Fuel cell system modeling requires a flexible modeling tool that can handle electronics; chemistry; thermodynamics and the interaction between these. The core of the fuel cell is the electrolyte and the electrodes. The cell voltage generated depends on the fluid molar compositions in the anode and cathode channels. The internal resistance varies depending on several cell properties. The electrical current through the cell varies over the cell area and is coupled to the rate of the chemical reactions taking place on the electrode surface. Other parts of the system that is also included in the model are pre-processing of the fuel; combustion of the fuel remaining after passing through the cell and heat recovery from the exhaust gas.
A cell electrolyte model including ohmic; activation and concentration irreversibilities is implemented and verified against simulations and experimental data presented in the open literature. A 1D solid oxide fuel cell model is created by integrating the electrolyte model and a 1D fuel flow model; which includes dynamic internal steam reforming of methane and water-gas shift reactions. Several cells are then placed with parallel flow paths and connected thermally and electrically in series. By introducing a manifold pressure drop; a stack model is created. This stack model is applied in a complete fuel cell system model including an autothermal reformer; a catalytic afterburner; a steam generator and heat exchangers. Four reactions are modeled in the autothermal reformer; two types of methane steam reforming; the water-gas shift reaction and total combustion of methane. Several simulations of systems and individual components have been performed; and when possible been compared with results in the literature. It can be concluded that the models are accurate and that Dymola and Modelica are tools well suited for simulations of the observed transient fuel cell system behaviour.
Keywords: SOFC; fuel cell; system model; dynamic reaction; reforming
 J. Larminie and A. Dicks. Fuel Cell Systems Explained; Second Edition. Wiley; 2003. ISBN 0-470-84857-X.
 M. Kemm. Dynamic Solid Oxide Fuel Cell Modelling for Non-steady State Simulation of System Applications. PhD thesis; Division of Thermal Power Engineering; Lund University; 2006.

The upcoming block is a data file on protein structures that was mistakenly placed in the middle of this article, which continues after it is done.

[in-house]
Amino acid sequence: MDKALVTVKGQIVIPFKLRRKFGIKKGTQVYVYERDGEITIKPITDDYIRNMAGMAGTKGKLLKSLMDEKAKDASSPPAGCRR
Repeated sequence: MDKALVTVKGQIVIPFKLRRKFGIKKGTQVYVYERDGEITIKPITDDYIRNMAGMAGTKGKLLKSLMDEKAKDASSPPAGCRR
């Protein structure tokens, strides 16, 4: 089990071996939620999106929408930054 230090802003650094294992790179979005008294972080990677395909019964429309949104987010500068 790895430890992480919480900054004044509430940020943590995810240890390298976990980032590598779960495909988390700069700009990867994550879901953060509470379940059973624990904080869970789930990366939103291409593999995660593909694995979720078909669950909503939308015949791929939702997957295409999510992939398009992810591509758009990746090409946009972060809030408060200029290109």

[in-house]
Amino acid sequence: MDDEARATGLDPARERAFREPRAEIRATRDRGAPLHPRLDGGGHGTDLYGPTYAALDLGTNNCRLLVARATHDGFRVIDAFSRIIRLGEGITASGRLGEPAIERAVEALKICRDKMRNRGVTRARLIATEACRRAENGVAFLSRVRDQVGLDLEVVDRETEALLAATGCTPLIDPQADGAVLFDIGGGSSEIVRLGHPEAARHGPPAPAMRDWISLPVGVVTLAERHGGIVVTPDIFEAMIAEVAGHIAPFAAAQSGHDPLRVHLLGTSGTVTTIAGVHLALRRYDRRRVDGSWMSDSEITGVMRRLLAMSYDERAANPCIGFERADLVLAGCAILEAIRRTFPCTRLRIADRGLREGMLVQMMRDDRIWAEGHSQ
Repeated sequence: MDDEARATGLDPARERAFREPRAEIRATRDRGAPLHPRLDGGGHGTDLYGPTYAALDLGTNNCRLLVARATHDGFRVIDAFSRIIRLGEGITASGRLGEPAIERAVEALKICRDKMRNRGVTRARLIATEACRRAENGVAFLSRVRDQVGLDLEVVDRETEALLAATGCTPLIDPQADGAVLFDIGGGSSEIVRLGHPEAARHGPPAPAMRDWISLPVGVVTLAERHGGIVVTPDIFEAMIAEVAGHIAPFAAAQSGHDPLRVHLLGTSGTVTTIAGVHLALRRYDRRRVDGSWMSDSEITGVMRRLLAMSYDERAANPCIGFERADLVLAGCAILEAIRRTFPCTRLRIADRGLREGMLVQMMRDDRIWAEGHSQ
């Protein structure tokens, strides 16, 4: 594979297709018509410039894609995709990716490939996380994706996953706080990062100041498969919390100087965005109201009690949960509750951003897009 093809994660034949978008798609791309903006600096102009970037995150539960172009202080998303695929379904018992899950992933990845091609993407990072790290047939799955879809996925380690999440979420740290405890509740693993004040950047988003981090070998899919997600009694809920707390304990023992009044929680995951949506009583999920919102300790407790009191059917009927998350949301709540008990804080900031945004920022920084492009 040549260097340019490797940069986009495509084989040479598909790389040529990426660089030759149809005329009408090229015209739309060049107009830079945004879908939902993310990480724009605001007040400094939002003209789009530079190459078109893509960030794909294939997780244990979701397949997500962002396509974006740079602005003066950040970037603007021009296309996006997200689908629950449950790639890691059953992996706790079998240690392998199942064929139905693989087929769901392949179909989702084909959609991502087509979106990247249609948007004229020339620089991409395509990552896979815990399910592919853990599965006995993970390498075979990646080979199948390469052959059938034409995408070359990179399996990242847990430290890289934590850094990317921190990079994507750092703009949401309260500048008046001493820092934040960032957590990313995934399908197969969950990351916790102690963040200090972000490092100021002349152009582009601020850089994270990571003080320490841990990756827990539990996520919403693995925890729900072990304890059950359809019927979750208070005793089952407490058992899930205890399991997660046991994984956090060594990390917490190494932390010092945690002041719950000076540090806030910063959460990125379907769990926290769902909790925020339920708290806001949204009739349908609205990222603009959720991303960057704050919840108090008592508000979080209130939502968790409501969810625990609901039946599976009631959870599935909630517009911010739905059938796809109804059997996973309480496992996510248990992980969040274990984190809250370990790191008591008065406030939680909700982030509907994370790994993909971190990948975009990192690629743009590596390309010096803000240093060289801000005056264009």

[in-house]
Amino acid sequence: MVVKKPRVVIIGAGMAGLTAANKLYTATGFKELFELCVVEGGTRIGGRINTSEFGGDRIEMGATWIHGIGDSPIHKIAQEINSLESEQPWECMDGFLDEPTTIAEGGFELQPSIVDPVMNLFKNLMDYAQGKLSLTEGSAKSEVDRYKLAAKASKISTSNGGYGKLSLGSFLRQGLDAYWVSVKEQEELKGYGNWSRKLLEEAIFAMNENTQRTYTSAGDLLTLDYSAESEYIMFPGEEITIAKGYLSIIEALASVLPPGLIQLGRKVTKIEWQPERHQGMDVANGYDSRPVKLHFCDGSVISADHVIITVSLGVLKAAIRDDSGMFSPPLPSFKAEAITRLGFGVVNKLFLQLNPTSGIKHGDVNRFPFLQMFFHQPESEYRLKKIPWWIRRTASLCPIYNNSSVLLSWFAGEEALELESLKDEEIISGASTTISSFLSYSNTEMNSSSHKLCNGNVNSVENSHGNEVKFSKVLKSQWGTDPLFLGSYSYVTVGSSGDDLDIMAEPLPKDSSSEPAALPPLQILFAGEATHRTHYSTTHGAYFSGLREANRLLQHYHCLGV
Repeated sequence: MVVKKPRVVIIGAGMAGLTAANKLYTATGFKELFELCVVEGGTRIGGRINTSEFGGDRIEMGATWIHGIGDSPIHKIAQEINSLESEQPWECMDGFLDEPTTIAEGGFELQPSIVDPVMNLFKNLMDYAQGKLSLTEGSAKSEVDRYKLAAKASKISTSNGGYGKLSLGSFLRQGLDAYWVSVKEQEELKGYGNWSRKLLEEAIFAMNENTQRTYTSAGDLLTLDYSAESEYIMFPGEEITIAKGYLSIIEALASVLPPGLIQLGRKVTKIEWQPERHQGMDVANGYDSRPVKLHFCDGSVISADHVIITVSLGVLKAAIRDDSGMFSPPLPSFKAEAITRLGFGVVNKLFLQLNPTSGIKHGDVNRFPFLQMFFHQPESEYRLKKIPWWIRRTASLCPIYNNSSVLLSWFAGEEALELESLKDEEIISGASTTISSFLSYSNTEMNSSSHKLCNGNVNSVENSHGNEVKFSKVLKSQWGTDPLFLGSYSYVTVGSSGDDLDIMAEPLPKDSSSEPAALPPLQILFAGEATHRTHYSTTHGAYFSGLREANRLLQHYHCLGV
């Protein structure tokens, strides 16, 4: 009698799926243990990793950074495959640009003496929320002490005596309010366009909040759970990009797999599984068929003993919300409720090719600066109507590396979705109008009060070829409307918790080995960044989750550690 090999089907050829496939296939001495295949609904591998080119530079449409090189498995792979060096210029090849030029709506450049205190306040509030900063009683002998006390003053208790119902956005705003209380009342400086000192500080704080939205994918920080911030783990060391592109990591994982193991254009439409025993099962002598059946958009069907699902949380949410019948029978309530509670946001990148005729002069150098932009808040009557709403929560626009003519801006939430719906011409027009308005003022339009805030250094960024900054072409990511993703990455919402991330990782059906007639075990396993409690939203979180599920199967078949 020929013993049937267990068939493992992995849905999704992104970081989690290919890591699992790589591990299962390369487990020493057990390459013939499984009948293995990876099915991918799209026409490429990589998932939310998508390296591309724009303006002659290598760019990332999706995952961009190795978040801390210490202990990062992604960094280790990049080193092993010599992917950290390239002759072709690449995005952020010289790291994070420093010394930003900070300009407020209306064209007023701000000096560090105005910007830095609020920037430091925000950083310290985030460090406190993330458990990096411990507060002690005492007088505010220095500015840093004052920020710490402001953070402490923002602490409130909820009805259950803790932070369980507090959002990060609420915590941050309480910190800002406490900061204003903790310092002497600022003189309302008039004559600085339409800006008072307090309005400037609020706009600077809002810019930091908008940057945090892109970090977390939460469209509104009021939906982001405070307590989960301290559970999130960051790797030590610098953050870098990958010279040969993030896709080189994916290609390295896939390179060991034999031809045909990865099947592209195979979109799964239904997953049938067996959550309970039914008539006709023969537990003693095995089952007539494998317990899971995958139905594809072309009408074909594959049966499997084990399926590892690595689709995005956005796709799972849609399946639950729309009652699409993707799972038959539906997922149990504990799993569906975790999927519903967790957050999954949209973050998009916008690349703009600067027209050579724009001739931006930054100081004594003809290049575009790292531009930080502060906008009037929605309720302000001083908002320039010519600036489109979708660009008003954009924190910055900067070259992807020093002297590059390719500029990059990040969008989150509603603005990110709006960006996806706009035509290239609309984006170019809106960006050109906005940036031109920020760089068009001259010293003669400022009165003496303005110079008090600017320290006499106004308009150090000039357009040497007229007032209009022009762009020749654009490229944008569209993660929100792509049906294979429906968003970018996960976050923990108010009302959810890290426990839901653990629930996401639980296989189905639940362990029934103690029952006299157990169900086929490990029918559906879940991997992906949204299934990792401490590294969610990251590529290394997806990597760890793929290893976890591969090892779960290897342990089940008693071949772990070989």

S.H. Chan; H.K. Ho; and Y. Tian. Modelling of simple hybrid solid oxide fuel cell and gas turbine power plant. Journal of Power Sources; 109:111–120; 2002. doi: 10.1016/S0378-7753(02)00051-4.
 J. Saarinen; M. Halinen; J. Ylijoki; M. Noponen; P. Simell; and J.Kiviaho. Dynamic model of 5 kW SOFC CHP test station. Journal of Fuel Cell Science and Technology; 4:397–405; 2007. doi: 10.1115/1.2759502.
 P. Costamagna; A. Selimovic; M. Del Borghi; and G. Agnew. Electrochemical model of the integrated planar solid oxide fuel cell (IPSOFC). Chemical Engineering Journal; 102:61–69; 2004. doi: 10.1016/j.cej.2004.02.005.
 E. Fontell; T. Kivisaari; N. Christiansen; J.-B. Hansen; and J. Pålsson. Conceptual study of a 250 kW planar SOFC system for CHP application. Journal of Power Sources; 131:49–56; 2004. doi: 10.1016/j.jpowsour.2004.01.025.
 M.H. Halabi; M.H.J.M. de Croon; J. van der Schaaf; P.D. Cobden; and J.C. Schouten. Modeling and analysis of autothermal reforming of methane to hydrogen in a fixed bed reformer. Chemical Engineering Journal; 137:568–578; 2008. doi: 10.1016/j.cej.2007.05.019.
 Ann M. De Groote and Gilbert F. Froment. Simulation of the catalytic partial oxidation of methane to synthesis gas. Applied Catalysis A: General; 138:245–264; 1996. doi: 10.1016/0926-860X(95)00299-5.
 Krzysztof Gosiewski; Ulrich Bartmann; Marek Moszczy´nski; and Leslaw Mleczko. Effect of the intraparticle mass transport limitations on temperature profiles and catalytic performance of the reverse-flow reactor for the partial oxidation of methane to synthesis gas. Chemical Engineering Science; 54:4589–4602; 1999. doi: 10.1016/S0009-2509(99)00132-3.
 Daniel Andersson and Erik Åberg. Dynamic modeling of a solid oxide fuel cell system in Modelica. Master’s thesis; Department of Energy Sciences; Lund University; 2010.